Another thing I could never understand was although we used the same tent for years there was always a problem with its assembly. Either the groundsheet was put down the wrong way or it was inside out, and why was there always a shortage of pegs. We girls would sit in the car waiting for my dad to erect this thing. Hoping and praying that this would be the year that there would be such a significant problem with it that we would be able to go back to civilisation and stay in a warm and comfy hotel room or B&B, even the car held more appeal. Anyway getting back to poor old dad the rain had started and the groundsheet was the only thing completed correctly. Mum would then tell us to go and help him. Let the fun begin, my sister and I holding this enormous piece of canvas in a force 10 gale trying to remain upright with dad frantically running round trying to bang in tent pegs. It always went up in the end.
Then the off loading from the car to the tent as a human chain began sleeping bags... stoves....... camping mats...... never quite understood why we actually bothered with these anyway. They were about as useful as a chocolate teapot and I firmly believe that a slice of bread would have done the job just as well. Food if you can call it that....rucksacks....walking boots...........waterproof clothing...........were crammed in and filled up our four man tent. The thought always crossed my mind at this point where actually where we going to fit in. We would not have the car for the next few days either so we had to get used to the idea that we would be carrying all this stuff between the four of us!!!! And the hits just keep on coming!!!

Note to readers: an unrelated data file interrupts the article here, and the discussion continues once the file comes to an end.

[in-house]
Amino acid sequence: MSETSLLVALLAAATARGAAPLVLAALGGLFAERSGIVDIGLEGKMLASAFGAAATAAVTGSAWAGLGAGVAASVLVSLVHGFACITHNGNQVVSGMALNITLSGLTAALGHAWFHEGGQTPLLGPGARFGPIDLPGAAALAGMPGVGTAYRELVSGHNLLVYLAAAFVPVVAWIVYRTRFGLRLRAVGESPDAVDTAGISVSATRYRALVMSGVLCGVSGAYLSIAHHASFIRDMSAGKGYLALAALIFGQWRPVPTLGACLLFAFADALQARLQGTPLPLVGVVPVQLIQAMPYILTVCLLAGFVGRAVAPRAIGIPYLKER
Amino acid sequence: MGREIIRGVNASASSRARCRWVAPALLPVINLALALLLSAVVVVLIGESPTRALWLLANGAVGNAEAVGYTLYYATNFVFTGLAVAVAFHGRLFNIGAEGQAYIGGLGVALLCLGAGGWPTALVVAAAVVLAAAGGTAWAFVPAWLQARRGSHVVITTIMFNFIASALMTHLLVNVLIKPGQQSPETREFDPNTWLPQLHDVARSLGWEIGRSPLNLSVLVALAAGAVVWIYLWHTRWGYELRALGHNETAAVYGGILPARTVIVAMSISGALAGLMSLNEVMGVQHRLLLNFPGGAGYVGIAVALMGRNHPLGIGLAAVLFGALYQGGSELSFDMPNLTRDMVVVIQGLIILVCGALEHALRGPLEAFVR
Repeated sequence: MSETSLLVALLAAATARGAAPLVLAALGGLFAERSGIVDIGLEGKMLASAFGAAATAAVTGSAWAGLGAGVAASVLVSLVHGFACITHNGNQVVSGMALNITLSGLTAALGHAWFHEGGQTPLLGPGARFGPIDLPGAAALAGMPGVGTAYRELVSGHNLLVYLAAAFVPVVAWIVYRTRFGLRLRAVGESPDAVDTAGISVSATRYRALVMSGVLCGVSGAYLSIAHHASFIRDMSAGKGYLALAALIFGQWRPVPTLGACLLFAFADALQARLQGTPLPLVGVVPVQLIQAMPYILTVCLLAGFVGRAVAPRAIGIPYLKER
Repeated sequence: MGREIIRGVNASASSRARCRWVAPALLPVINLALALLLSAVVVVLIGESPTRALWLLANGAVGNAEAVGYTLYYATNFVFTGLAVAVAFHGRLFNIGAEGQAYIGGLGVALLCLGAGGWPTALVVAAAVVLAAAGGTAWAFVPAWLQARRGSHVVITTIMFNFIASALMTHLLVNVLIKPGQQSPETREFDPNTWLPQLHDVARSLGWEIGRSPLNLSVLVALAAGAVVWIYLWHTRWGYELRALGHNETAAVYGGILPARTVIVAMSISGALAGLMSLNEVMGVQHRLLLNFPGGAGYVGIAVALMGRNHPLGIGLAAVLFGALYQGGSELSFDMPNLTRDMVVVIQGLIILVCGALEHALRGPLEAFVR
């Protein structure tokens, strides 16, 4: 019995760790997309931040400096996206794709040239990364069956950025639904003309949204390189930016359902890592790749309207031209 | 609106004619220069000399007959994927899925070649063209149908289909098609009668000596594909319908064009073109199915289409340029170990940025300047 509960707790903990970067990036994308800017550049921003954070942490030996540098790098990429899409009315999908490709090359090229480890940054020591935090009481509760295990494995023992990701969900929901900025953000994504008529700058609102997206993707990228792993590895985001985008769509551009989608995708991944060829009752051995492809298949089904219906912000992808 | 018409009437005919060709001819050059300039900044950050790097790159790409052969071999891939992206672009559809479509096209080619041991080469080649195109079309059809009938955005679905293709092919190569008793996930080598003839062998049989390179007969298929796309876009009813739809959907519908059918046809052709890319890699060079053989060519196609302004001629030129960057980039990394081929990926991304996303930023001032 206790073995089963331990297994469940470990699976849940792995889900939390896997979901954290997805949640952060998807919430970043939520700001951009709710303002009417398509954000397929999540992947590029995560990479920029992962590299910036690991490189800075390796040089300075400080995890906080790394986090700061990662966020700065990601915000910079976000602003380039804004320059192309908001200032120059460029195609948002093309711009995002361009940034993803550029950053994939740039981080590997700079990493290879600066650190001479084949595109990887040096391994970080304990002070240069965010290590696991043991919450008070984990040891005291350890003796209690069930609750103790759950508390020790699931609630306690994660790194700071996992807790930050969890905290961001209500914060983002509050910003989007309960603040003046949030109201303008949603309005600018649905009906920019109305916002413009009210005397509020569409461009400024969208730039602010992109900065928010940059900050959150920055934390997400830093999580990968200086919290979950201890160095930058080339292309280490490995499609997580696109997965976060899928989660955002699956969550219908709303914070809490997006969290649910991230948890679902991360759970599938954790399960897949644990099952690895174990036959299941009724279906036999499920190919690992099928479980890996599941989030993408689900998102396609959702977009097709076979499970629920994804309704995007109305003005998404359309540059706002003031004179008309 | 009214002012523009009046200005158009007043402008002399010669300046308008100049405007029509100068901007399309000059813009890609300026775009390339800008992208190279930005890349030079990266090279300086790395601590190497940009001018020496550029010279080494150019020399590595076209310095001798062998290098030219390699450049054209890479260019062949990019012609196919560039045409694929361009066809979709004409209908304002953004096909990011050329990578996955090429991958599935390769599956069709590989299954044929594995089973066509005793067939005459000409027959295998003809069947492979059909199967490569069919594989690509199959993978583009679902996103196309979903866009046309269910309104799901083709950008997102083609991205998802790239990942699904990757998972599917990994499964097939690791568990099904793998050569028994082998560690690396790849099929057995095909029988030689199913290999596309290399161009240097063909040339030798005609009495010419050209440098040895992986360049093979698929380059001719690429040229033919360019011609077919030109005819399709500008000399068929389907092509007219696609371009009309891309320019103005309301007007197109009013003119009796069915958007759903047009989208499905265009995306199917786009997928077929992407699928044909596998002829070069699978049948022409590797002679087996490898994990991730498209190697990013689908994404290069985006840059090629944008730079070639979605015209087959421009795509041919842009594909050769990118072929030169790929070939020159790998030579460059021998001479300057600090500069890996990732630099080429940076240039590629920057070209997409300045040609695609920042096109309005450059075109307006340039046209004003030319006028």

Mum always did the cooking well the pouring boiling water on some strange powdered thing in a foil packet and stirring it, handing it to us and stating with Marco Pierre Whites enthusiasm 'dinner is served' she would say. Yum yum can hardly wait. They eat this in the army and in space for survival my dad would say every year without fail. My sister and I just rolled our eyes. Followed by tea without milk and sugar and a piece of Kendal mint cake to compensate for this. At this point it is almost pitch black and realising that there was nothing else to do we decided to retire to our tent for the night at half past seven.
Sleeping in my clothes has never been something I have relished and easing myself into my sleeping bag I realised that I would have the same clothes on for at least another day too depressed me even further. I had just got myself as comfortable as you can possibly be under the circumstances when I realised that I actually needed the loo. I wriggled my way out of the bag again and struggled to find the tent zip to get myself out. I slithered on my belly elbowing my sister on my way much to her annoyance and managed to get myself out. I stood up and deciding which way I would go I had actually forgot about the tent pegs and ropes and I needless to say tripped over one. Several sweary words later I had to go back inside the tent to get a torch as I realised that I could not see my hand in front of my face never mind trying to find a suitable bush to squat behind. Peeing outdoors is for animals not humans and I could never ever get used to this.
Why is it that there is always a leak in a tent, and why is it that people who don't really snore very often wait until they have an audience before they can actually do it. The nights were oh so long, strange eerie noises heard outside, the constant howling of the wind, the rain and that irritating drip next to my ear, dad had put the small stove pan under it so actually the noise was possibly twice as loud. Combined with snoring and grunts these camping nights were among some of the longest in my life. Just as well I didn't suffer from claustrophobia in addition.